Grading and assessment of clinical predictive tools for paediatric head injury: a new evidence-based approach

Research output: Contribution to journalArticleResearchpeer-review

Abstract

Background: Many clinical predictive tools have been developed to diagnose traumatic brain injury among children and guide the use of computed tomography in the emergency department. It is not always feasible to compare tools due to the diversity of their development methodologies, clinical variables, target populations, and predictive performances. The objectives of this study are to grade and assess paediatric head injury predictive tools, using a new evidence-based approach, and to provide emergency clinicians with standardised objective information on predictive tools to support their search for and selection of effective tools. Methods: Paediatric head injury predictive tools were identified through a focused review of literature. Based on the critical appraisal of published evidence about predictive performance, usability, potential effect, and post-implementation impact, tools were evaluated using a new framework for grading and assessment of predictive tools (GRASP). A comprehensive analysis was conducted to explain why certain tools were more successful. Results: Fourteen tools were identified and evaluated. The highest-grade tool is PECARN; the only tool evaluated in post-implementation impact studies. PECARN and CHALICE were evaluated for their potential effect on healthcare, while the remaining 12 tools were only evaluated for predictive performance. Three tools; CATCH, NEXUS II, and Palchak, were externally validated. Three tools; Haydel, Atabaki, and Buchanich, were only internally validated. The remaining six tools; Da Dalt, Greenes, Klemetti, Quayle, Dietrich, and Güzel did not show sufficient internal validity for use in clinical practice. Conclusions: The GRASP framework provides clinicians with a high-level, evidence-based, comprehensive, yet simple and feasible approach to grade, compare, and select effective predictive tools. Comparing the three main tools which were assigned the highest grades; PECARN, CHALICE and CATCH, to the remaining 11, we find that the quality of tools' development studies, the experience and credibility of their authors, and the support by well-funded research programs were correlated with the tools' evidence-based assigned grades, and were more influential, than the sole high predictive performance, on the wide acceptance and successful implementation of the tools. Tools' simplicity and feasibility, in terms of resources needed, technical requirements, and training, are also crucial factors for their success.

LanguageEnglish
Article number35
Pages1-12
Number of pages12
JournalBMC Emergency Medicine
Volume19
Issue number1
DOIs
Publication statusPublished - 14 Jun 2019

Fingerprint

Craniocerebral Trauma
Pediatrics
Health Services Needs and Demand
Hospital Emergency Service
Emergencies
Tomography
Delivery of Health Care
Research
Traumatic Brain Injury

Bibliographical note

Copyright the Author(s) 2019. Version archived for private and non-commercial use with the permission of the author/s and according to publisher conditions. For further rights please contact the publisher.

Keywords

  • Clinical decision support
  • Clinical prediction
  • Emergency medicine
  • Evidence-based
  • Grading and assessment
  • Paediatric head injury

Cite this

@article{6c6b18cdce9d4ad797931f36cd6c30b9,
title = "Grading and assessment of clinical predictive tools for paediatric head injury: a new evidence-based approach",
abstract = "Background: Many clinical predictive tools have been developed to diagnose traumatic brain injury among children and guide the use of computed tomography in the emergency department. It is not always feasible to compare tools due to the diversity of their development methodologies, clinical variables, target populations, and predictive performances. The objectives of this study are to grade and assess paediatric head injury predictive tools, using a new evidence-based approach, and to provide emergency clinicians with standardised objective information on predictive tools to support their search for and selection of effective tools. Methods: Paediatric head injury predictive tools were identified through a focused review of literature. Based on the critical appraisal of published evidence about predictive performance, usability, potential effect, and post-implementation impact, tools were evaluated using a new framework for grading and assessment of predictive tools (GRASP). A comprehensive analysis was conducted to explain why certain tools were more successful. Results: Fourteen tools were identified and evaluated. The highest-grade tool is PECARN; the only tool evaluated in post-implementation impact studies. PECARN and CHALICE were evaluated for their potential effect on healthcare, while the remaining 12 tools were only evaluated for predictive performance. Three tools; CATCH, NEXUS II, and Palchak, were externally validated. Three tools; Haydel, Atabaki, and Buchanich, were only internally validated. The remaining six tools; Da Dalt, Greenes, Klemetti, Quayle, Dietrich, and G{\"u}zel did not show sufficient internal validity for use in clinical practice. Conclusions: The GRASP framework provides clinicians with a high-level, evidence-based, comprehensive, yet simple and feasible approach to grade, compare, and select effective predictive tools. Comparing the three main tools which were assigned the highest grades; PECARN, CHALICE and CATCH, to the remaining 11, we find that the quality of tools' development studies, the experience and credibility of their authors, and the support by well-funded research programs were correlated with the tools' evidence-based assigned grades, and were more influential, than the sole high predictive performance, on the wide acceptance and successful implementation of the tools. Tools' simplicity and feasibility, in terms of resources needed, technical requirements, and training, are also crucial factors for their success.",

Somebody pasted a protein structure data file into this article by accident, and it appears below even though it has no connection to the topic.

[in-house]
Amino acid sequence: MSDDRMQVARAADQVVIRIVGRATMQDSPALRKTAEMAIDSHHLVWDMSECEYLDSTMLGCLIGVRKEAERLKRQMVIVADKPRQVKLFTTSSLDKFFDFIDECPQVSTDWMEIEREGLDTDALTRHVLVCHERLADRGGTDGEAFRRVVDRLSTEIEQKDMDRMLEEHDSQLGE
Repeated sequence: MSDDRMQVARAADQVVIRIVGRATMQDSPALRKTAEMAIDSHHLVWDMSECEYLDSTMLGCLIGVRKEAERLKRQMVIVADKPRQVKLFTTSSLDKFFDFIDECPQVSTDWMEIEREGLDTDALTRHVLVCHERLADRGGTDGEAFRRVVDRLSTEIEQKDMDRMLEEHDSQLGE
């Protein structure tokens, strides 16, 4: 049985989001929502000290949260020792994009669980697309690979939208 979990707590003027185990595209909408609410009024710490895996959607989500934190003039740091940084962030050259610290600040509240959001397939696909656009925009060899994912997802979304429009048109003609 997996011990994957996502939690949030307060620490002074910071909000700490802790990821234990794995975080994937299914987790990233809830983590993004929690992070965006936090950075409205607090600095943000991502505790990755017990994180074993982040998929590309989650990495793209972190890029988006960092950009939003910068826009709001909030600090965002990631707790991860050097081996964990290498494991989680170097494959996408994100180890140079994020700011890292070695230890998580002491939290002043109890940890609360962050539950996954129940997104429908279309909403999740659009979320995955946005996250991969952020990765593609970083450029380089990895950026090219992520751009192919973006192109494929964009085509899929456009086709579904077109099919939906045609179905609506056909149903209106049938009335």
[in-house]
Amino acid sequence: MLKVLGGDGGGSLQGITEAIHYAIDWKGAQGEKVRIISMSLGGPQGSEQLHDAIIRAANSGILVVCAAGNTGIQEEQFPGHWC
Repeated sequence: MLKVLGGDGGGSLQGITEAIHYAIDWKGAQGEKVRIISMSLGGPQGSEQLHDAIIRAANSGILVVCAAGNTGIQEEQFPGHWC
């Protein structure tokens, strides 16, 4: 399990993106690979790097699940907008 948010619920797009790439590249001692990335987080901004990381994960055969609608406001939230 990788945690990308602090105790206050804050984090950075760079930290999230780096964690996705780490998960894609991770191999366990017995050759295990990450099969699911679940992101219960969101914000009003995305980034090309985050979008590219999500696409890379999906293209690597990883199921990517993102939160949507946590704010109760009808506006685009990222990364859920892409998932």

keywords = "Clinical decision support, Clinical prediction, Emergency medicine, Evidence-based, Grading and assessment, Paediatric head injury",
author = "Mohamed Khalifa and Blanca Gallego",
note = "Copyright the Author(s) 2019. Version archived for private and non-commercial use with the permission of the author/s and according to publisher conditions. For further rights please contact the publisher.",